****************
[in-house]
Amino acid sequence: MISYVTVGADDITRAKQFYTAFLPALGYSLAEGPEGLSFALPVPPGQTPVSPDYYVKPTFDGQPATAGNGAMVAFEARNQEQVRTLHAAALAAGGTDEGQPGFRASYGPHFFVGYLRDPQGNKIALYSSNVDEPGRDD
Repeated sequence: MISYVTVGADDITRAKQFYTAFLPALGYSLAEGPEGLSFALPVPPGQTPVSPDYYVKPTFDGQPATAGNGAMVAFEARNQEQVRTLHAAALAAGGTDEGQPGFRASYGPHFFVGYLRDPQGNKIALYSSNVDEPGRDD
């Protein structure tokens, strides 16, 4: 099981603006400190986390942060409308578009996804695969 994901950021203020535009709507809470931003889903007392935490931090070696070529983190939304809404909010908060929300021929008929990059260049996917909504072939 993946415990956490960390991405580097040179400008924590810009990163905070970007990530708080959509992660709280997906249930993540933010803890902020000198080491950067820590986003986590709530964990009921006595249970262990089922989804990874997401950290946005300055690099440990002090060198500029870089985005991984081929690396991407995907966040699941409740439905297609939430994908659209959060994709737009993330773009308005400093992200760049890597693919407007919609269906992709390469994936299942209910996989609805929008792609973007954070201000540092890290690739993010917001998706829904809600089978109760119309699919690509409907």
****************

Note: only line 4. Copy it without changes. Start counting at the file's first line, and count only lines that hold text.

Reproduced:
């Protein structure tokens, strides 16, 4: 099981603006400190986390942060409308578009996804695969 994901950021203020535009709507809470931003889903007392935490931090070696070529983190939304809404909010908060929300021929008929990059260049996917909504072939 993946415990956490960390991405580097040179400008924590810009990163905070970007990530708080959509992660709280997906249930993540933010803890902020000198080491950067820590986003986590709530964990009921006595249970262990089922989804990874997401950290946005300055690099440990002090060198500029870089985005991984081929690396991407995907966040699941409740439905297609939430994908659209959060994709737009993330773009308005400093992200760049890597693919407007919609269906992709390469994936299942209910996989609805929008792609973007954070201000540092890290690739993010917001998706829904809600089978109760119309699919690509409907």